The decade of the 1930s was dominated by one enormous historical event – the Great Depression borne out of the Wall Street Crash of 1929. Gradually, as the magnitude of this economic disaster sank in, people began to realize they lived in a new era of austerity. In terms of fashion, this meant that the excesses and extravagances of the previous decade, as people were coming out of the gloom and horrors of World War One, was replaced by cheaper, simpler and more practical fashions.
The 1930s saw an end to the Edwardian styles and practices of changing clothes or outfits throughout the day were discarded in favor of more frugal methods of dressing. The wide-shoulder suit became popular in an attempt to present the male torso in as favorable light as possible. Suits were made square across the shoulder to gain this effect and the double-breasted suit also appeared as a precursor to the modern suit of today. V-necked sweaters also debuted again in another attempt to enhance masculinity in a time of austerity. Plaids became a popular motif, as well.
Women's fashions were also influenced by austerity, yet there was still an emphasis on dressing for different times of day and occasions. Greta Garbo, the style icon of the time, was hugely influential and many women aspired to copy her sophisticated look. Long and sleek was in vogue and clinging fabrics were enormously popular. Daytime hemlines were raised slightly yet significantly to mid-calf while full-ankle hems were still the fashion in the evenings. Hair was short and wavy and because tanning was frowned upon as lower class, women brightened their faces with rouge, lipstick, eyeshadow and artificial lashes.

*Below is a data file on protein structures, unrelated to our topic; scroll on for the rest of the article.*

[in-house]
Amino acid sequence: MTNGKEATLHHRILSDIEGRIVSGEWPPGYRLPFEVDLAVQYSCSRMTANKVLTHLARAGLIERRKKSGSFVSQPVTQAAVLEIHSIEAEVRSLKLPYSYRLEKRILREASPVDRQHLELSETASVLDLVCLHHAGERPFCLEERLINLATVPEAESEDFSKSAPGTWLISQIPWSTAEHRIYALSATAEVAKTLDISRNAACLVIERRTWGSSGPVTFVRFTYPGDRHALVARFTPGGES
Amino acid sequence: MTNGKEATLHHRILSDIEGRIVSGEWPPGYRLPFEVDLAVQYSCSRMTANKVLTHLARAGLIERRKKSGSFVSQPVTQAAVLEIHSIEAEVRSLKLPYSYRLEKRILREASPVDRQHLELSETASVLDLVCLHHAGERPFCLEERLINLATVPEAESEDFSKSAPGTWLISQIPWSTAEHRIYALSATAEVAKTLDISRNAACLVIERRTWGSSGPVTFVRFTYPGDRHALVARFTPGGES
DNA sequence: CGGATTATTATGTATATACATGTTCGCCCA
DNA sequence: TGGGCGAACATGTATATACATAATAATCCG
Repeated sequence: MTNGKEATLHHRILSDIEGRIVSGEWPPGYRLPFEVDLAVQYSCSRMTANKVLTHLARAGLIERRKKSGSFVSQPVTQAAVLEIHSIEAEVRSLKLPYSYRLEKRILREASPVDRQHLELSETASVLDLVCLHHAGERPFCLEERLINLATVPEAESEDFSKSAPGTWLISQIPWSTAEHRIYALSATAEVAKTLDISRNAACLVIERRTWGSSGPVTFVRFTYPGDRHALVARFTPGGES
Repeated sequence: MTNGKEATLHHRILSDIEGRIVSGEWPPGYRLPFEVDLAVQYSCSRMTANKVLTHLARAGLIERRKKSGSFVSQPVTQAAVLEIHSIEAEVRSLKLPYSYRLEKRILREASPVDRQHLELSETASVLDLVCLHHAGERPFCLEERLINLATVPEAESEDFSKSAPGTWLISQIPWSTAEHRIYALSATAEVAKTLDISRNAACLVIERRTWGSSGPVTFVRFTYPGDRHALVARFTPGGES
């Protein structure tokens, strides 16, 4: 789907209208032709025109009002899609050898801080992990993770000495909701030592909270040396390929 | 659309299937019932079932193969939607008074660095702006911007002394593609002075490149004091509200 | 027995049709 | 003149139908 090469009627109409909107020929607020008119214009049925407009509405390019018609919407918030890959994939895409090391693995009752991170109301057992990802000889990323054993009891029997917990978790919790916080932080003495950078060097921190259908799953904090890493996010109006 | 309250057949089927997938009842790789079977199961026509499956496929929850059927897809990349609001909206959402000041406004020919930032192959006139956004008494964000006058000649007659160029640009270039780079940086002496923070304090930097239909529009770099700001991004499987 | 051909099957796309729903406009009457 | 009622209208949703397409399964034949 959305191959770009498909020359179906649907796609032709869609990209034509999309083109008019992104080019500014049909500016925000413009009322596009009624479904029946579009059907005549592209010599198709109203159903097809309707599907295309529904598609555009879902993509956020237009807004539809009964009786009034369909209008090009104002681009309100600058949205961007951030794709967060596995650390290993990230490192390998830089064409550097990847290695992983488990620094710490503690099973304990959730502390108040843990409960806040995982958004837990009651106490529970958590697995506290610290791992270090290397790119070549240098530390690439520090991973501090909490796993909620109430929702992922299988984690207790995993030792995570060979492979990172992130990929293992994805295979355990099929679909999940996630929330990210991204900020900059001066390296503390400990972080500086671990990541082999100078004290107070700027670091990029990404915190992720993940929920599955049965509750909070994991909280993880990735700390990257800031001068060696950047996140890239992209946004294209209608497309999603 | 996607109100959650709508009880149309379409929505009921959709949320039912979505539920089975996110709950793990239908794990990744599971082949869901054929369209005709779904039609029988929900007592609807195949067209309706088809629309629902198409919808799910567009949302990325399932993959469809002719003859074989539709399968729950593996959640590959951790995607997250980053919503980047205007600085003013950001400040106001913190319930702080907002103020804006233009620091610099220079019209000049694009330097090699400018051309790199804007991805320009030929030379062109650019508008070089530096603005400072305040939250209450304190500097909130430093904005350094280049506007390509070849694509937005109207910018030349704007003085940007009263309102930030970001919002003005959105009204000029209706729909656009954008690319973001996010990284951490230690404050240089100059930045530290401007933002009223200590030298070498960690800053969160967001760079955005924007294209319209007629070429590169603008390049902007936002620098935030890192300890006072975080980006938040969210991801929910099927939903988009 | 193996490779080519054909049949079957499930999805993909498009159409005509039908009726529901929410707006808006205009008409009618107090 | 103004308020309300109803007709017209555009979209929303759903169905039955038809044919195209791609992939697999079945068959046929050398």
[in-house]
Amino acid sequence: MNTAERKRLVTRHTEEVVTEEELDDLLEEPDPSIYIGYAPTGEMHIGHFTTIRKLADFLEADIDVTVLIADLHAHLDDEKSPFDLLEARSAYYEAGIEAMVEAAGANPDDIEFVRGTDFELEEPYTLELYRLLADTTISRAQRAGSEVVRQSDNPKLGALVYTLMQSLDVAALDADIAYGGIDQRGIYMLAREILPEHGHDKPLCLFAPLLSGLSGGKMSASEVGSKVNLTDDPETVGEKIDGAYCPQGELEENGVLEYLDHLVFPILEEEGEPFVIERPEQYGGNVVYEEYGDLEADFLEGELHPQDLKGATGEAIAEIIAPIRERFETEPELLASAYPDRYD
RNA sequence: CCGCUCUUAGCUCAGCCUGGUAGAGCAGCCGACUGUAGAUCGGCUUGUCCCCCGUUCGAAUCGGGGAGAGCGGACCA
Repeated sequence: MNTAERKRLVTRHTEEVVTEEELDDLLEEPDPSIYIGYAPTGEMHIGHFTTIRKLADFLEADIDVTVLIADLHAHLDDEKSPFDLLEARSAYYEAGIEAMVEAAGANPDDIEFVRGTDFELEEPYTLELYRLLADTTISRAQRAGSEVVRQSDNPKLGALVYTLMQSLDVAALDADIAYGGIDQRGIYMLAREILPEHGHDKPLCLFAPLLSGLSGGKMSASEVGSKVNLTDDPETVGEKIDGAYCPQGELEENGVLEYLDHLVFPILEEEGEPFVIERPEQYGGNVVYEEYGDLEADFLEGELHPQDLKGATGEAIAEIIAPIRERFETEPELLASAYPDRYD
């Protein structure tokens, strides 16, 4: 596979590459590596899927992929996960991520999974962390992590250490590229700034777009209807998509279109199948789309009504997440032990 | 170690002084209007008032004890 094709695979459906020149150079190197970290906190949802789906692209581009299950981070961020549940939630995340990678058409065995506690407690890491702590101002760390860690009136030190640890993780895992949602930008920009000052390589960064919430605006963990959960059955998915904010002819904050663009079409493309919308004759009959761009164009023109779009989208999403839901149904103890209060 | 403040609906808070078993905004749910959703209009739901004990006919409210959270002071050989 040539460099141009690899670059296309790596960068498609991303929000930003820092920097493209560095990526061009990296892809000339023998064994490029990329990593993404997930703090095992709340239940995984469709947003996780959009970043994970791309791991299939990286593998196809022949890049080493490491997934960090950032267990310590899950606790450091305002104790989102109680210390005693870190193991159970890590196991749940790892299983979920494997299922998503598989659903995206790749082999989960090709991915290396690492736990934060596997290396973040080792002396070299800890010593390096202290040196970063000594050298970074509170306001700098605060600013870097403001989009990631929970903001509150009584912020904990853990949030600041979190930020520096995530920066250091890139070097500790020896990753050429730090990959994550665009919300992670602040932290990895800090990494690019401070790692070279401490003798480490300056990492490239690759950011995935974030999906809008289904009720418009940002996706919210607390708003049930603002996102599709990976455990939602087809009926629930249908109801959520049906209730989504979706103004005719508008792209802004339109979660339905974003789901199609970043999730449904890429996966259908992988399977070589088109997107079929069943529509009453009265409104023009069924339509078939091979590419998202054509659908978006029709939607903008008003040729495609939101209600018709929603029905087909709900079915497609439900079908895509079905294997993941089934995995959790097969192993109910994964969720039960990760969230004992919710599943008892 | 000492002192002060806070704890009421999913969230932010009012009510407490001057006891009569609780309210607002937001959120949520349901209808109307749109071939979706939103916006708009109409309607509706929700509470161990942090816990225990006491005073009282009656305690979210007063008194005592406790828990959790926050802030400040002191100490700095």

The new austerity meant that there was a new emphasis on recycling or repairing clothing. Women accessorized to change their look rather than buy new fashions with every changing season. For men and women, sportswear and casual attire became in vogue. V-necked vests and sweaters were added to the traditional three-piece suit. In swimwear, designs became more colorful and with the changing social norms, more and more flesh was being revealed.
There were two important developments in the 1930s that were to have a lasting and highly influential effect on fashion for decades to come. In 1927, Dr. Wallace Carothers was experimenting with new polymers and eventually Polyamide. This was taken up by the DuPont Company, which began commercially producing nylon in the late 1930s. This new fabric was enthusiastically received by women offering a sheer and sleek covering that felt and looked good. And in the 1930s, highly influential Italian fashion designer Elsa Schiaparelli made the zipper into part of everyday fashion. Whereas before it had been a rugged, durable form of fastening, Schiaparelli incorporated it into her dresses and designs and helped it become a lasting and iconic fastener.